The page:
2. the screens and can take some

2. Order-Driven Markets:

In the stock exchanges of Canada and many European countries ‘investors enter their limit orders into a computer which aggregates them into market-wide supply and demand schedules. At the opening (call), the system crosses supply and demand, which provides the opening price and already executes the highest possible volume of orders.

Unmatched orders remain displayed in a public limit-order book – computer screens, and remain there until they expire, are matched with a new order that came in later, or are withdrawn. The screens show quantities available for, for example, three or five different price levels at both sides of the fork or inside quote (the best buy and sell orders).

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Brokers see the screens and can take some of the outstanding orders when a customer wants them, or they can add/cancel orders, or match new buy and sell orders internally (in-house crossing) if this is possible at a price within the fork or big trades, close to fork; such in-house trades must traditionally be reported to the exchange, though.

Nowadays also customers can see the book, at a price. In Japan, “intermediaries” keep the book; they change the price to balance supply and demand, but like the bookmakers of old in Europe or Canada they do not in principle buy and sell themselves.

The main advantage of market making is that investors can quickly buy and sell large amount of shares; in order-driven systems, liquidity and immediacy can be poor if there is little interest in a particular stock.

Whereas, in case of bilateral market making, the aggregation of information is less perfect because – or, better perhaps, if – investors see only one market-maker’s quote and market makers see only a small part of demand and supply. Also, an order-driven market is very transparent since every move is recorded in the book.

3. Hybrid Markets:

The markets, like NYSE and AMEX (American Exchange), have market makers (called specialists) but also a limit-order book. ‘It must be added that the market-making part has dwindled to next-to-nothing in recent years.

Euronext is primarily organised as an order-driven market, but now has “liquidity providers” that undertake to continuously post bids and asks in the limit-order book so that investors can trade the securities at all times.

Deutsche Borse’s XETRA system is explicitly hybrid; tellingly, the version of XETRA run in Vienna is called EQOS (Electronic Quote and Order-Driven System). Also London’s SETS is hybrid.’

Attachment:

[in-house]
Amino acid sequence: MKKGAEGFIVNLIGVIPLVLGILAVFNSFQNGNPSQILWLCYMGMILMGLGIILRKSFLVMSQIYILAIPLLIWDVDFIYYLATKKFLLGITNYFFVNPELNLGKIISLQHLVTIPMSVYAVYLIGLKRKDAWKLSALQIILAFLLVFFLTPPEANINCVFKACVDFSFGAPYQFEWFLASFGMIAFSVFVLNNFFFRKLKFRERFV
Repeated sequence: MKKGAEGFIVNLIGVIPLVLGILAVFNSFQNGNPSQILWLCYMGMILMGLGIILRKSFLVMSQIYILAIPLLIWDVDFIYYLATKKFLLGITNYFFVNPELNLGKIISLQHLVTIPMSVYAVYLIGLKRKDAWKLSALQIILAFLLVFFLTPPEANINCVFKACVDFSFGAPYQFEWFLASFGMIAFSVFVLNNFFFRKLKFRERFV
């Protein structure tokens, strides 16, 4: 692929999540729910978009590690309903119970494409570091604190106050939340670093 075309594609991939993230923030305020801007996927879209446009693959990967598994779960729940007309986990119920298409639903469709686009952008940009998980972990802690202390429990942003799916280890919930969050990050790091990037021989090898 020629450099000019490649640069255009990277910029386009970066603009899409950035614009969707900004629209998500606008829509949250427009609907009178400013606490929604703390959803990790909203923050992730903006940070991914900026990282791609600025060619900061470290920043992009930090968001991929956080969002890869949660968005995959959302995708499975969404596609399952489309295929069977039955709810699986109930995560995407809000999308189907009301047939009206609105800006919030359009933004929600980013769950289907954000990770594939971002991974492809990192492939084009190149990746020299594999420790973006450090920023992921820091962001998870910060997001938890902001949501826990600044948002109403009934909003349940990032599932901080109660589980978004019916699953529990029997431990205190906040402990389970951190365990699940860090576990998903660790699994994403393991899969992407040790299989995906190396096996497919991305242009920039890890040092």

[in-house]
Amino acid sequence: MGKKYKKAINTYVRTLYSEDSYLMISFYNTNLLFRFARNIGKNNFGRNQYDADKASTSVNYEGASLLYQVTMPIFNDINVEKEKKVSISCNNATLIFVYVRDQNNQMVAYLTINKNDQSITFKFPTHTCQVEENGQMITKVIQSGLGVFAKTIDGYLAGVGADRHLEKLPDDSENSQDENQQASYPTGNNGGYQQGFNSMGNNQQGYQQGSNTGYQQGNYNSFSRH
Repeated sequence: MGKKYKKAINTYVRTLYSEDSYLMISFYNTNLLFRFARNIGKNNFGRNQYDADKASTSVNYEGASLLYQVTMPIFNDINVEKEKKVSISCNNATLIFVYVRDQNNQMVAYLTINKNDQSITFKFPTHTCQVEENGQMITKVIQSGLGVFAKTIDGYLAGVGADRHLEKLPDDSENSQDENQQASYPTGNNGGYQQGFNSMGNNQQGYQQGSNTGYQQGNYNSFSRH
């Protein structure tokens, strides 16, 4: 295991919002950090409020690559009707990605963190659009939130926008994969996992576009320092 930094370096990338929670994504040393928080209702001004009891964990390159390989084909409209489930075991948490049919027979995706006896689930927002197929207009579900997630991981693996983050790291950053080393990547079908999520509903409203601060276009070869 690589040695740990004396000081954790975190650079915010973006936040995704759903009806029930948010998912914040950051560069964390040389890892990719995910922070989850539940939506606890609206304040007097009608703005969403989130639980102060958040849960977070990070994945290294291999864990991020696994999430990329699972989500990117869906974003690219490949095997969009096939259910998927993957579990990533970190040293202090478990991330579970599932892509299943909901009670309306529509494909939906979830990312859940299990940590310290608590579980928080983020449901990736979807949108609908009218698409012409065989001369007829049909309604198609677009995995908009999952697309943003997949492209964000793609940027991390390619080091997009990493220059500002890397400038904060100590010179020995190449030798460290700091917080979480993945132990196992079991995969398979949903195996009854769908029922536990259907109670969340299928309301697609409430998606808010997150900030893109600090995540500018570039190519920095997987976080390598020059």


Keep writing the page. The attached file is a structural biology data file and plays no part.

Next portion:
Clearing and settlement:

All contracts are being run through a Central Counterparty (CCP), who takes over the counterparty default risk, the idea borrowed from futures exchanges. Settlement requires the help of a central security depository (CSD), which holds the bearer shares and keeps a register of who currently owns the shares, or which acts as letterbox for the issuer’s registrar of shareholders.

Same share is not always tradable in two or more places, because of securities law of particular country. The shares may be bearer shares (anonymous pieces of shares) or registered shares (shareholders registered in the company’s register of shareholders). In the stock exchanges of the US the share certificate in a non-US company is called American depository receipt, which is a dollar- denominated negotiable certificate.

Such ADRs were invented by J. P. Morgan Chase. The structure of an ADR includes a ratio, which tells us how many underlying shares are represented by one receipt. An ADR can be cancelled and exchanged for its underlying shares at anytime. ADR is different from a New York share in terms of flexibility and reporting requirements. ADR comes in three versions (called levels).

Table 11.8: ADR Programmes by type:

Level ILevel IILevel IIIPPGDE
Public Offering Level IIIPrivate Placement Rule 144A ADRGlobal


DescriptionUnlisted program in the U.S.Listed on a U.S. exchangeShares offered and listed on a U.S. exchangePrivate placement to Qualified Institutional BuyersGlobal offering of securities outside issuer’s home market

U.S. exchanges




U.S. private placement marketNon U.S. exchanges
SEC RegistrationRegister under Form F-6Register under Form F-6Register under Forms F-1 and F-6NoneVaries depending on structure of the U.S offering
U.S. Reporting RequirementsExempt under Rule 12g3-2(b)Form 20-FForm 20-FExempt under Rule 12g3-2(b)Varies depending on structure of the U.S. offering

A Global Depository Receipt is the reverse of an ADR. A US share gets converted into a version traded outside the US. GDRs lose their US-security status. Global Depository Receipts (sometimes spelled “Global Depositary Receipts”), or simply GDRs, were developed on the basis of American depositary receipts (ADRs), to securitize the ownership in shares.

GDRs are, in simple terms, securities that represent an underlying foreign share. Global Depository Receipts are traded instead of the original shares on exchanges worldwide. The benefit is that, once the Global Depository Receipt is established, it can then be traded on any stock exchange in the world. If the currency is euros, the instrument is known as EDR (European Depository Receipt).